Steelmakers seek big wage, benefit concessions from union
Faced with soft demand and weak prices for steel, the largest steelmakers are seeking to reduce labor and other operating costs at contract negotiations in Pittsburgh this week, experts say.
ArcelorMittal, the world's largest steelmaker, is asking for wage and benefit cuts totaling 36 percent, according to The Wall Street Journal. That equates to a $28 hourly cut from its average worker's $77.40 in pay and benefits.
U.S. Steel Corp., also in a profit squeeze, is likely auguring for concessions from the same union, the United Steelworkers, analysts said on Wednesday.
The four-year contract for U.S. Steel employees, as well as for ArcelorMittal USA workers, expires on Sept. 1.
If a labor agreement with wage concessions were reached between U.S. Steel and the United Steelworkers, it would be the first with givebacks since 1986, a period that included a six-month strike.
“There's not much the integrated steel companies can do to lower their costs unless they lower their wage costs,” said industry analyst Charles Bradford of Bradford Research Inc. in New York.
The price of hot rolled steel coil, an industry benchmark, is down $120 a ton compared with its peak in mid-January of $740 a ton, a drop of more than 16 percent.
“That puts the integrated steel companies at a substantial cost disadvantage,” Bradford said. “And that's largely what's behind ArcelorMittal demanding pretty substantial wage concessions.”
United Steelworkers spokesman Tony Montana said contract talks continue to take place Downtown, but he declined to elaborate. Union negotiators could not be reached.
The ArcelorMittal negotiations “continue to be frustrating,” the USW said in a statement to members on Monday.
“Management continues to demand both steep cuts to our compensation and benefits as well as radical, unnecessary changes to our contract language,” the union said.
ArcelorMittal on Wednesday reported a 37 percent drop in second-quarter earnings, which fell to $959 million from nearly $1.54 billion a year earlier.
U.S. Steel's results are due July 31. The company lost $219 million in the first quarter after losing $211 million in the fourth quarter. In addition, with U.S. Steel shares selling at about $18, the stock is 90 percent off its peak of $180 about five years ago.
Neither company would comment directly about the labor talks or their stance in negotiations.
U.S. Steel has three major steelmaking operations in the Pittsburgh area, employing about 2,600 workers: the Edgar Thomson steelmaking plant in Braddock, the Irvin finishing plant in West Mifflin and the coke-making plant in Clairton.
ArcelorMittal USA is a unit of ArcelorMittal s.a., Luxembourg and operates a tin mill in Weirton, W.Va., that employs about 870 workers.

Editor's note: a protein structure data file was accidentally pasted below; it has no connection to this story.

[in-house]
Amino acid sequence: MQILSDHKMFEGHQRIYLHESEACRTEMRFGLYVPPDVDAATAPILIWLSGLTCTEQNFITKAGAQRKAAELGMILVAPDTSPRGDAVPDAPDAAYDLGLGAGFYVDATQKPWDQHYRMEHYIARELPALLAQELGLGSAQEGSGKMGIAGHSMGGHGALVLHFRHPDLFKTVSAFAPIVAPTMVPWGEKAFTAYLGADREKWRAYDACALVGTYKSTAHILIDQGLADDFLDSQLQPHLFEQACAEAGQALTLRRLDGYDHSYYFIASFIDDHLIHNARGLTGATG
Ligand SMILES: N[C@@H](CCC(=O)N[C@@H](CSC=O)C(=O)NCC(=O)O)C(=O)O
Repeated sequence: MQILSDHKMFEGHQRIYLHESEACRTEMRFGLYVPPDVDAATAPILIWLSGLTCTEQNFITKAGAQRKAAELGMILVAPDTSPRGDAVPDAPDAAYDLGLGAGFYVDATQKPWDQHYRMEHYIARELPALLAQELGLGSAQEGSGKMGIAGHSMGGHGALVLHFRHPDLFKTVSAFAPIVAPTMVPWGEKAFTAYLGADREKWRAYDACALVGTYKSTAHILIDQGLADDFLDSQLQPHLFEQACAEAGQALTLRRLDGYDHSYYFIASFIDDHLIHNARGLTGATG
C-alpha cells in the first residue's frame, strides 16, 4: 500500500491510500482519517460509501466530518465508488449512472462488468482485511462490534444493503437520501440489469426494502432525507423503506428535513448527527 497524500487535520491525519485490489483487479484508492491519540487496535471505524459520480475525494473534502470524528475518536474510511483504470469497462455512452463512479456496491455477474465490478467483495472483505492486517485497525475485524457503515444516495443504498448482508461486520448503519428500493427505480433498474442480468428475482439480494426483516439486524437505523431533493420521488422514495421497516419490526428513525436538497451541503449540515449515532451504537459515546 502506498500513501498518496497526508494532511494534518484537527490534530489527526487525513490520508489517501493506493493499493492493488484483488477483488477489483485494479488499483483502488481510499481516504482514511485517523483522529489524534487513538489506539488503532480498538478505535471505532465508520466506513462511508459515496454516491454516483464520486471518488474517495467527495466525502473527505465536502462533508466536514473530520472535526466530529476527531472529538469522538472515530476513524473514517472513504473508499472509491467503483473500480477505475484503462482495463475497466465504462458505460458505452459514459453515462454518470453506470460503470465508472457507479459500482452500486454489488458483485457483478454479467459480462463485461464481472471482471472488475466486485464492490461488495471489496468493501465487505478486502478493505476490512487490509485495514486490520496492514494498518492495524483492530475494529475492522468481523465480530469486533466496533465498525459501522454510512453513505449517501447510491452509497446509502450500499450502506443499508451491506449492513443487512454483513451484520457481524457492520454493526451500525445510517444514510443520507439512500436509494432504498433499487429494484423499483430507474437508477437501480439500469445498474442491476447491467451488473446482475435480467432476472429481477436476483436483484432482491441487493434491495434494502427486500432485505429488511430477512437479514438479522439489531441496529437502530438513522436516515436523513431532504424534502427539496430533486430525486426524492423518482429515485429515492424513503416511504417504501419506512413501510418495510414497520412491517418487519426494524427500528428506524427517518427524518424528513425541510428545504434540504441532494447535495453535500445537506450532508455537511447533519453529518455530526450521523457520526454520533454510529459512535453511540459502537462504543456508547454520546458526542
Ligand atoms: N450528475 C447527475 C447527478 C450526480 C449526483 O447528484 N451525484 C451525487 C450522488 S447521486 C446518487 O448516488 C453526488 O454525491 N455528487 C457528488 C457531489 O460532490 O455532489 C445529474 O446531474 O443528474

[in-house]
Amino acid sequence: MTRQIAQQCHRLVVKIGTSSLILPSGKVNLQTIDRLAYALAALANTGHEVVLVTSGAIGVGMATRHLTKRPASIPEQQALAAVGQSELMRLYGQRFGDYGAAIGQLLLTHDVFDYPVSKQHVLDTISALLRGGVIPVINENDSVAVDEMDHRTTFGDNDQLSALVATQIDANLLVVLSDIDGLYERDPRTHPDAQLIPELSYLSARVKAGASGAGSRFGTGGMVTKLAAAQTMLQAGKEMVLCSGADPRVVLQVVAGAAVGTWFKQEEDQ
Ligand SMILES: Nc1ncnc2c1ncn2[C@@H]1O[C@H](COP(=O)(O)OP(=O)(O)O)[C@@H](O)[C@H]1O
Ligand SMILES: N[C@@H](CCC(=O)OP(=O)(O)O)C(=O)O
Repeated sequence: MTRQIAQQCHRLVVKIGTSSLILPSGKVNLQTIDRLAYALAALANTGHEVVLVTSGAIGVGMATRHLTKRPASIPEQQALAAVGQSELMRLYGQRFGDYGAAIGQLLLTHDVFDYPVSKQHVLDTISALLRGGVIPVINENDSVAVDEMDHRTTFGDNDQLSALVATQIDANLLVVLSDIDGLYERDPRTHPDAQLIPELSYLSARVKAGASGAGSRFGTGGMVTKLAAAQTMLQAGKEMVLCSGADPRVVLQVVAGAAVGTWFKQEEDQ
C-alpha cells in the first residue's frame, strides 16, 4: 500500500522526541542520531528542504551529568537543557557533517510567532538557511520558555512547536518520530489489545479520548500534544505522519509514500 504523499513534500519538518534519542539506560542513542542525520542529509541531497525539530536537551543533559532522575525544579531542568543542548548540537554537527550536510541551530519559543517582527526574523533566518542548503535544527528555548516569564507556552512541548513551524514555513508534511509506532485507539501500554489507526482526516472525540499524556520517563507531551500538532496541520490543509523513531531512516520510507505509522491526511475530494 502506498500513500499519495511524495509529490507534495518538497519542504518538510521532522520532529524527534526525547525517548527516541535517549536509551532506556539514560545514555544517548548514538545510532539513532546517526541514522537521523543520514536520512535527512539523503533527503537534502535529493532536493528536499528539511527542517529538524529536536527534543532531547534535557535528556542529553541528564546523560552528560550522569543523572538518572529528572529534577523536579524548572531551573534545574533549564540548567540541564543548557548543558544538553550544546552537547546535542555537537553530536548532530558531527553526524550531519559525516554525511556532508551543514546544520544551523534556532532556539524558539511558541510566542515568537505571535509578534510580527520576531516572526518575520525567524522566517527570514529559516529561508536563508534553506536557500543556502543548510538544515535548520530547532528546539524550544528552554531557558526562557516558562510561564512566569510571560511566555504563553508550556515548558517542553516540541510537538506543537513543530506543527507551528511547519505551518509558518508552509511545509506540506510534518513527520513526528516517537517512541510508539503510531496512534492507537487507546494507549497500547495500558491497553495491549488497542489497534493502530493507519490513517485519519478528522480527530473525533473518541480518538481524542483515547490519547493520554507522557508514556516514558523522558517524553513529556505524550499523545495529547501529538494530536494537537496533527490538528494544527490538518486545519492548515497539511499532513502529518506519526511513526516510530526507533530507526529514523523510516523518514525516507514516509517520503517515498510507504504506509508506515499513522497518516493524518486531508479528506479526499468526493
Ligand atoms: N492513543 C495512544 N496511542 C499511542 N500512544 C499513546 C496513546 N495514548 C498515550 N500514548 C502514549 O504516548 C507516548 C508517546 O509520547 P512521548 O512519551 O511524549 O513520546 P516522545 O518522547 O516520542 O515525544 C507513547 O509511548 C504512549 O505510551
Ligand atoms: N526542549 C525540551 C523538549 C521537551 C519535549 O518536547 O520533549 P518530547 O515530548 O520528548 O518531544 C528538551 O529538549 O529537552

“To ensure that good-paying, sustainable steel jobs are here in the future, we must re-evaluate our compensation and benefits packages in a manner that is attractive, yet in line with competitor and industry benchmarks,” said an ArcelorMittal statement about negotiations on its website.
U.S. steel producers shipped about 92 million tons of steel in 2011, including 15.3 million tons produced by ArcelorMittal, according to its website. Industry output was ahead of the previous two years but still 20 percent below “pre-crisis” levels before 2008, said the company.
Analysts say integrated steel companies such as U.S. Steel and ArcelorMittal are plagued by slow economic growth around most of the world and the onset of recession in Europe, competition from mini-mills with lower cost structures, and a profit margin squeeze from high raw materials costs but far lower product prices.
“The demand side has not shown any noticeable improvement recently,” said Arun Viswanathan, senior analyst at Longbow Research in Cleveland.
North America still has overcapacity, he said, and imports will rise when and if demand recovers, which would erode prices.
“Industry competition is great, and the economy is lousy,” said James Craft, professor of business administration at the University of Pittsburgh's Joseph Katz Graduate School of Business.
“So both companies want and need to reduce costs to be competitive, and labor costs are a focus,” said Craft. The contract talks will “probably go down to the wire.”
“I don't think either side (union or corporate) has any interest whatsoever in having a strike or a lockout,” said analyst Bradford. “But it's going to be a big game of ‘chicken.'”
Thomas Olson is a staff writer for Trib Total Media. He can be reached a 412-320-7854 or at firstname.lastname@example.org.